live in a bleak little seaside flat overlooking an abandoned amusement
park (thus the pun in the film's title), and Tanya quickly begins to
run out of money. The only way to make money in this "area" is either
through dealing in black market goods, or - as Tanya discovers when
a stranger offers her a deal - to pose as a model for cyberporn. Meanwhile,
her 12-year-old begins to drift into a life of petty crime. Into this
seemingly hopeless situation stumbles Alfie (Paddy Considine), the proprietor
of a seedy local arcade. He's got "loser" written all over him, but
he reaches out to the young mother. Trust is born, and eventually love,
which leads to the slim chance of escape for all three.
Pavlikovsky captures the feeling of life on the margins.
The dilapidated world of Last Resort mirrors the spiritual dislocation
of its characters. Delicately beautiful, Korzun plays Tanya with a convincing
resilience - scared and tired but still sensitive, even romantic, she
carries the movie.
Supposedly the script was put together, by director and actors, as the
film was shot.
That helps to explain the naturalness of the style and of all concerned.
The picture is refreshingly brief (73 minutes), and like a good short
story, it doesn't try to reach too far. Just a story of people stuck
in a bureaucratic limbo, and unexpected love. A film that might help
you feel grateful for what you have.
Modesty may be a virtue, but less isn't necessarily
more. Take, for instance, TOO MUCH SLEEP, a clever little joke,
written and directed by newcomer David Maquiling, that doesn't have
enough on its mind to fill even its hour and a half length.
(the engagingly befuddled Marc Palmieri) is a security guard who lives
with his mother and doesn't seem to have much ambition beyond just sleeping
a lot. After a distracting incident involving a pretty girl on a bus,
he discovers that his gun has been stolen. The rest of the movie concerns
his quest to get his gun back, in the course of which he meets a variety
of weird characters, including his best friend's uncle (Pasquale Gaeta)
who spouts appallingly banal wisdom with the accents and mannerisms
of a Scorsese-type mobster, a sort of pseudo-Joe Pesci, if you can imagine
such a thing.
the plus side, Too Much Sleep has a number of bizarre and amusing
bits of business, a deadpan tone that serves it well, and a pleasant
performance from Palmieri, who looks like all the jocks you used to
know in high school, except with a charming facility for clueless straight
man reactions. In addition, Maquiling's point is subtle enough that
the less discerning might very well not even get it. Without giving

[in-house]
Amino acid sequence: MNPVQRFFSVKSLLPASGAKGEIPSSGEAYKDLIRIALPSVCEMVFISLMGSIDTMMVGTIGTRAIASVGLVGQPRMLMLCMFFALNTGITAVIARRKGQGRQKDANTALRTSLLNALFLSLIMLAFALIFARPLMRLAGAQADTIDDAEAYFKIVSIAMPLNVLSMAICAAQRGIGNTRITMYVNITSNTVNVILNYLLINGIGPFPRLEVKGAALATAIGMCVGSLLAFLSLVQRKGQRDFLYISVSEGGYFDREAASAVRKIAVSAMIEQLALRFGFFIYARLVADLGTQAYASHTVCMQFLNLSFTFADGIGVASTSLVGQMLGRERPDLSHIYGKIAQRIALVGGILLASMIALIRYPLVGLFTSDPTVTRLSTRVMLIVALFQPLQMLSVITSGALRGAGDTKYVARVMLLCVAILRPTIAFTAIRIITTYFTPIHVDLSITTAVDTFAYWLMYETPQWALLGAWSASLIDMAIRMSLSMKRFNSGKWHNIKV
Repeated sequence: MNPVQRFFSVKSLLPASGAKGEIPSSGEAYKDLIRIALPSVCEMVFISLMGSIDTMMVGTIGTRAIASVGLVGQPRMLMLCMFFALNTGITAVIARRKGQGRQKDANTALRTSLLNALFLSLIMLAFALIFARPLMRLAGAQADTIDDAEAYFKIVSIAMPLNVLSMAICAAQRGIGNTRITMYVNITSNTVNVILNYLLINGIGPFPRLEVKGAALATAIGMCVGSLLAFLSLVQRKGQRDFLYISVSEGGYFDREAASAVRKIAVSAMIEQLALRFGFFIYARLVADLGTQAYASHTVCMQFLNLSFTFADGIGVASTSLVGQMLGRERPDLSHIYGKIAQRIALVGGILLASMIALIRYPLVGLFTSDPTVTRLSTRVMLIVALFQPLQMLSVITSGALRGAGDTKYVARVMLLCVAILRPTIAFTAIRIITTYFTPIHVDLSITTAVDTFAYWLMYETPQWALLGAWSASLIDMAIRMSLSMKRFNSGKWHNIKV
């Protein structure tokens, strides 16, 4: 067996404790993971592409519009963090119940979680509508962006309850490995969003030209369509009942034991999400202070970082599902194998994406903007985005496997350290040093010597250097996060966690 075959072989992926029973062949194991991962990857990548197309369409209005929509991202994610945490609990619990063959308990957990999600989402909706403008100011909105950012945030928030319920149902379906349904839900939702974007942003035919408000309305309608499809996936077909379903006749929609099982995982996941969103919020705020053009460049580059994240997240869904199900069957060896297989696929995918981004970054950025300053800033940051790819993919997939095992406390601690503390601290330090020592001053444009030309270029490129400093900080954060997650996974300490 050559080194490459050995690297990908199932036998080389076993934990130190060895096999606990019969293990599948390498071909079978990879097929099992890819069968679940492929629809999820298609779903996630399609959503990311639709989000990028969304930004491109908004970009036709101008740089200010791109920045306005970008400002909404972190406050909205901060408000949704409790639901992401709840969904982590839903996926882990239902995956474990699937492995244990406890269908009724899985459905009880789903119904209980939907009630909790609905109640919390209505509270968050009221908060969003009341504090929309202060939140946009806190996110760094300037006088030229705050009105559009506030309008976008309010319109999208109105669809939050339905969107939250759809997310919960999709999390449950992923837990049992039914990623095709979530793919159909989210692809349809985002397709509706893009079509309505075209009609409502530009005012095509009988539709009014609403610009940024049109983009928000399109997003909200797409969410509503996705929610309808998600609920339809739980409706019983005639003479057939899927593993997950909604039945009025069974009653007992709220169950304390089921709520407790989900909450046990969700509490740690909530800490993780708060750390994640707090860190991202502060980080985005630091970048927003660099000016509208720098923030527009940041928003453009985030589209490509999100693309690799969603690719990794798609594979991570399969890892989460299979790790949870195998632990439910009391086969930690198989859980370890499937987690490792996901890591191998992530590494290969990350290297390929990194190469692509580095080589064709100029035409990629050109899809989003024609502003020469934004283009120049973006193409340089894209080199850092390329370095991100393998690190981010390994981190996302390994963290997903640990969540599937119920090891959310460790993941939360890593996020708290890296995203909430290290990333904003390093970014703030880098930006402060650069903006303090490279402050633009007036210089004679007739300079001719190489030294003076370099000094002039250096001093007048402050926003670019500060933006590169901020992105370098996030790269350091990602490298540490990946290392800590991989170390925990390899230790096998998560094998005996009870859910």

too much away, I'll say that it has something to do with the way we
automatically identify with the protagonists of stories as heroes, i.e.
representing "good" in some way. Maquiling takes advantage of this fact
to twist the audience's mind into little knots. His main instrument
for this purpose is Gaeta as the tough old guy, one of the most vulgar
characters I have seen on screen in quite a while.
all of the actors display the same skill as the leads. In fact, there
are a few performances that are downright bad. But that's not the real
trouble. The problem is, the film's central conceit is too thin to sustain
involvement. Maquiling hasn't come up with enough interesting incidents,
or funny dialogue, to break the feeling of "So what?" that permeates
his shaggy dog narrative. For a first film, it shows promise. But economics,
as much as I hate to admit it, play a factor here. I paid almost eight
dollars for Maquiling's bit of jest. If I had rented it as a video,
or saw it on TV for free, I probably would have appreciated it more.
Both Last Resort and Too Much Sleep are part of the "Shooting
Gallery" series, the brainchild of independent producer Larry Meistrich.
He made a deal with Loews Cineplex to show six films per year, independent
and foreign films chosen by Shooting Gallery, in the hopes of creating
some buzz for pictures that might otherwise never achieve distribution
outside of the major urban centers. Last year they scored with Croupier,
which made a handy profit through word of mouth, and had a few smaller
successes as well, including Judy Berlin and A Time for Drunken
Horses. It's an admirable idea, and Loews has demonstrated some
marketing savvy by promoting the pictures to a niche audience as an
alternative to the usual Hollywood fare. Here's wishing continued success
to the enterprise.